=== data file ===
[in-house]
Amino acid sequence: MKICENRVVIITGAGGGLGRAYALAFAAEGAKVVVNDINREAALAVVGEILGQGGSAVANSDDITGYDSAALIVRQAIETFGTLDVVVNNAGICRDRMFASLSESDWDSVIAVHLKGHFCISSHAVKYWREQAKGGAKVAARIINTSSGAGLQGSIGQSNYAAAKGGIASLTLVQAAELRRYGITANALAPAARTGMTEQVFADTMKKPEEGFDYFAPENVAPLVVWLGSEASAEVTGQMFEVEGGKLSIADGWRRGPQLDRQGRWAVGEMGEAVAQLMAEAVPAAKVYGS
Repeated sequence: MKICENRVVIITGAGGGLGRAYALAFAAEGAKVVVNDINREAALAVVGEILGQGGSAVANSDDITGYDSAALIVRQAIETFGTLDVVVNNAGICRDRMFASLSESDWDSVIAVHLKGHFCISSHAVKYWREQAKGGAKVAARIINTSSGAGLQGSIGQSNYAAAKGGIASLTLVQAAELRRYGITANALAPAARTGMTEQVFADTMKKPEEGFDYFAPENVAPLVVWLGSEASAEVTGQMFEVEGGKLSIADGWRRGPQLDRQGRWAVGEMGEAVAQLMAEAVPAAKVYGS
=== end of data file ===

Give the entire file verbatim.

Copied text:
[in-house]
Amino acid sequence: MKICENRVVIITGAGGGLGRAYALAFAAEGAKVVVNDINREAALAVVGEILGQGGSAVANSDDITGYDSAALIVRQAIETFGTLDVVVNNAGICRDRMFASLSESDWDSVIAVHLKGHFCISSHAVKYWREQAKGGAKVAARIINTSSGAGLQGSIGQSNYAAAKGGIASLTLVQAAELRRYGITANALAPAARTGMTEQVFADTMKKPEEGFDYFAPENVAPLVVWLGSEASAEVTGQMFEVEGGKLSIADGWRRGPQLDRQGRWAVGEMGEAVAQLMAEAVPAAKVYGS
Repeated sequence: MKICENRVVIITGAGGGLGRAYALAFAAEGAKVVVNDINREAALAVVGEILGQGGSAVANSDDITGYDSAALIVRQAIETFGTLDVVVNNAGICRDRMFASLSESDWDSVIAVHLKGHFCISSHAVKYWREQAKGGAKVAARIINTSSGAGLQGSIGQSNYAAAKGGIASLTLVQAAELRRYGITANALAPAARTGMTEQVFADTMKKPEEGFDYFAPENVAPLVVWLGSEASAEVTGQMFEVEGGKLSIADGWRRGPQLDRQGRWAVGEMGEAVAQLMAEAVPAAKVYGS